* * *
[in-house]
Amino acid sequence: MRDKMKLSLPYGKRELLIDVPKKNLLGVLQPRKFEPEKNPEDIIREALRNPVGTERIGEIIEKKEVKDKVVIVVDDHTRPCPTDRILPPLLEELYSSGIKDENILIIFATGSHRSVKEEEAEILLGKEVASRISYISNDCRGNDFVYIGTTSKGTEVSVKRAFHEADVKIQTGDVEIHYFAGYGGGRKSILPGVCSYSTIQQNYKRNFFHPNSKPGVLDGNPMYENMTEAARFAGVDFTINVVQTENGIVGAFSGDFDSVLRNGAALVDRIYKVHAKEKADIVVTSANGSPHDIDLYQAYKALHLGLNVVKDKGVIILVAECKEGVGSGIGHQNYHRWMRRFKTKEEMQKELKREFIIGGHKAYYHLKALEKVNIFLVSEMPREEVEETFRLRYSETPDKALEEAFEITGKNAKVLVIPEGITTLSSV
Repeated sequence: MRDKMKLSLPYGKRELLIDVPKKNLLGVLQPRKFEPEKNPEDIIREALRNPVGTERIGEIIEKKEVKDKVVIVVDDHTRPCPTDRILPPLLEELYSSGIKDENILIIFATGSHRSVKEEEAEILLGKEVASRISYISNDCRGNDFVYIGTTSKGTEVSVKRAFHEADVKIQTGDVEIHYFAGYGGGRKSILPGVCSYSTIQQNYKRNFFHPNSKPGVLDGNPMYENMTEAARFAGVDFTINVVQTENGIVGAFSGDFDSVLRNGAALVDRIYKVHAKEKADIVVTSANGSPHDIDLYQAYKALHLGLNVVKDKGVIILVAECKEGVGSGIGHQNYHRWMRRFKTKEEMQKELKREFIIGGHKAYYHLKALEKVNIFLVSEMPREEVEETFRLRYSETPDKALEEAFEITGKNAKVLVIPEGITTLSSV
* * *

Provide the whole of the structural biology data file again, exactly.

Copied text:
[in-house]
Amino acid sequence: MRDKMKLSLPYGKRELLIDVPKKNLLGVLQPRKFEPEKNPEDIIREALRNPVGTERIGEIIEKKEVKDKVVIVVDDHTRPCPTDRILPPLLEELYSSGIKDENILIIFATGSHRSVKEEEAEILLGKEVASRISYISNDCRGNDFVYIGTTSKGTEVSVKRAFHEADVKIQTGDVEIHYFAGYGGGRKSILPGVCSYSTIQQNYKRNFFHPNSKPGVLDGNPMYENMTEAARFAGVDFTINVVQTENGIVGAFSGDFDSVLRNGAALVDRIYKVHAKEKADIVVTSANGSPHDIDLYQAYKALHLGLNVVKDKGVIILVAECKEGVGSGIGHQNYHRWMRRFKTKEEMQKELKREFIIGGHKAYYHLKALEKVNIFLVSEMPREEVEETFRLRYSETPDKALEEAFEITGKNAKVLVIPEGITTLSSV
Repeated sequence: MRDKMKLSLPYGKRELLIDVPKKNLLGVLQPRKFEPEKNPEDIIREALRNPVGTERIGEIIEKKEVKDKVVIVVDDHTRPCPTDRILPPLLEELYSSGIKDENILIIFATGSHRSVKEEEAEILLGKEVASRISYISNDCRGNDFVYIGTTSKGTEVSVKRAFHEADVKIQTGDVEIHYFAGYGGGRKSILPGVCSYSTIQQNYKRNFFHPNSKPGVLDGNPMYENMTEAARFAGVDFTINVVQTENGIVGAFSGDFDSVLRNGAALVDRIYKVHAKEKADIVVTSANGSPHDIDLYQAYKALHLGLNVVKDKGVIILVAECKEGVGSGIGHQNYHRWMRRFKTKEEMQKELKREFIIGGHKAYYHLKALEKVNIFLVSEMPREEVEETFRLRYSETPDKALEEAFEITGKNAKVLVIPEGITTLSSV